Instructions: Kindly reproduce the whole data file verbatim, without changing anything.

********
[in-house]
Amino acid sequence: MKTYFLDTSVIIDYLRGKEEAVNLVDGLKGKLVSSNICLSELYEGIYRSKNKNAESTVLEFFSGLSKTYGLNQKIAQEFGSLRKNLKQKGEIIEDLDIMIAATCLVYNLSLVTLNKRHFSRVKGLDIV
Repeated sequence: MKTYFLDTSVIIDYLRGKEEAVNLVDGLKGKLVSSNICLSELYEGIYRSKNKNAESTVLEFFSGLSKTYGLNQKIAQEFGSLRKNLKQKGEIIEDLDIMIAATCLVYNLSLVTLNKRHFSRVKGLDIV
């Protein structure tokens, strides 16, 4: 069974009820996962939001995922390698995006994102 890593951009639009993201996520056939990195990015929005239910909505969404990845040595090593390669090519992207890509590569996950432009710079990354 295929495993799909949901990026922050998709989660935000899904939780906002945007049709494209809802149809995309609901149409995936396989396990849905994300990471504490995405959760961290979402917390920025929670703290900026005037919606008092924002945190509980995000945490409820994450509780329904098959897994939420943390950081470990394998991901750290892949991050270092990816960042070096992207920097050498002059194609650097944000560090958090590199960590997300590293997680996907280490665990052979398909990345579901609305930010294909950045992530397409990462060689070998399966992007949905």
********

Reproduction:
[in-house]
Amino acid sequence: MKTYFLDTSVIIDYLRGKEEAVNLVDGLKGKLVSSNICLSELYEGIYRSKNKNAESTVLEFFSGLSKTYGLNQKIAQEFGSLRKNLKQKGEIIEDLDIMIAATCLVYNLSLVTLNKRHFSRVKGLDIV
Repeated sequence: MKTYFLDTSVIIDYLRGKEEAVNLVDGLKGKLVSSNICLSELYEGIYRSKNKNAESTVLEFFSGLSKTYGLNQKIAQEFGSLRKNLKQKGEIIEDLDIMIAATCLVYNLSLVTLNKRHFSRVKGLDIV
């Protein structure tokens, strides 16, 4: 069974009820996962939001995922390698995006994102 890593951009639009993201996520056939990195990015929005239910909505969404990845040595090593390669090519992207890509590569996950432009710079990354 295929495993799909949901990026922050998709989660935000899904939780906002945007049709494209809802149809995309609901149409995936396989396990849905994300990471504490995405959760961290979402917390920025929670703290900026005037919606008092924002945190509980995000945490409820994450509780329904098959897994939420943390950081470990394998991901750290892949991050270092990816960042070096992207920097050498002059194609650097944000560090958090590199960590997300590293997680996907280490665990052979398909990345579901609305930010294909950045992530397409990462060689070998399966992007949905």